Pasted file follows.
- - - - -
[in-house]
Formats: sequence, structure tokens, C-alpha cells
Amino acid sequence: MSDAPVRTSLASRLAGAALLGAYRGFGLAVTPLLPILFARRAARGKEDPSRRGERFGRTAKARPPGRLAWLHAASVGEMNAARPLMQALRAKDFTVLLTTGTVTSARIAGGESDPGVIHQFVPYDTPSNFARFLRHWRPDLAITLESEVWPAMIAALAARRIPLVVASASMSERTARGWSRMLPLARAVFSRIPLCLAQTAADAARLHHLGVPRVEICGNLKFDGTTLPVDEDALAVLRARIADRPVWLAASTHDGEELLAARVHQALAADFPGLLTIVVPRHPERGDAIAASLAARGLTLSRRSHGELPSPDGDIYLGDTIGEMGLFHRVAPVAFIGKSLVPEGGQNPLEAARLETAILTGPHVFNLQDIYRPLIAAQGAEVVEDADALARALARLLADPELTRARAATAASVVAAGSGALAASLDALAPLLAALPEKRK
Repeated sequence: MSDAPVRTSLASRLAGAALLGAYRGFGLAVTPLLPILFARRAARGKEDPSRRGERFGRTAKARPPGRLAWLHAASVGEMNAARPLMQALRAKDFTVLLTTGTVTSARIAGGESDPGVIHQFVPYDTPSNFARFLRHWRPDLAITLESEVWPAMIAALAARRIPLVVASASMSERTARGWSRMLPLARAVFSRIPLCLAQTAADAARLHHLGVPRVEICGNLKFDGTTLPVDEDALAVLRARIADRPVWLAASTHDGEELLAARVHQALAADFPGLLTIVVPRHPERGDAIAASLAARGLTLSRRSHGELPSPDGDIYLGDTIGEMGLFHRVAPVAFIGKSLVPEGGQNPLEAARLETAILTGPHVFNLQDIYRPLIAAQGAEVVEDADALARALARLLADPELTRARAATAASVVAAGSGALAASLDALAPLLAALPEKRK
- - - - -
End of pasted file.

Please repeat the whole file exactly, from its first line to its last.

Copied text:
[in-house]
Formats: sequence, structure tokens, C-alpha cells
Amino acid sequence: MSDAPVRTSLASRLAGAALLGAYRGFGLAVTPLLPILFARRAARGKEDPSRRGERFGRTAKARPPGRLAWLHAASVGEMNAARPLMQALRAKDFTVLLTTGTVTSARIAGGESDPGVIHQFVPYDTPSNFARFLRHWRPDLAITLESEVWPAMIAALAARRIPLVVASASMSERTARGWSRMLPLARAVFSRIPLCLAQTAADAARLHHLGVPRVEICGNLKFDGTTLPVDEDALAVLRARIADRPVWLAASTHDGEELLAARVHQALAADFPGLLTIVVPRHPERGDAIAASLAARGLTLSRRSHGELPSPDGDIYLGDTIGEMGLFHRVAPVAFIGKSLVPEGGQNPLEAARLETAILTGPHVFNLQDIYRPLIAAQGAEVVEDADALARALARLLADPELTRARAATAASVVAAGSGALAASLDALAPLLAALPEKRK
Repeated sequence: MSDAPVRTSLASRLAGAALLGAYRGFGLAVTPLLPILFARRAARGKEDPSRRGERFGRTAKARPPGRLAWLHAASVGEMNAARPLMQALRAKDFTVLLTTGTVTSARIAGGESDPGVIHQFVPYDTPSNFARFLRHWRPDLAITLESEVWPAMIAALAARRIPLVVASASMSERTARGWSRMLPLARAVFSRIPLCLAQTAADAARLHHLGVPRVEICGNLKFDGTTLPVDEDALAVLRARIADRPVWLAASTHDGEELLAARVHQALAADFPGLLTIVVPRHPERGDAIAASLAARGLTLSRRSHGELPSPDGDIYLGDTIGEMGLFHRVAPVAFIGKSLVPEGGQNPLEAARLETAILTGPHVFNLQDIYRPLIAAQGAEVVEDADALARALARLLADPELTRARAATAASVVAAGSGALAASLDALAPLLAALPEKRK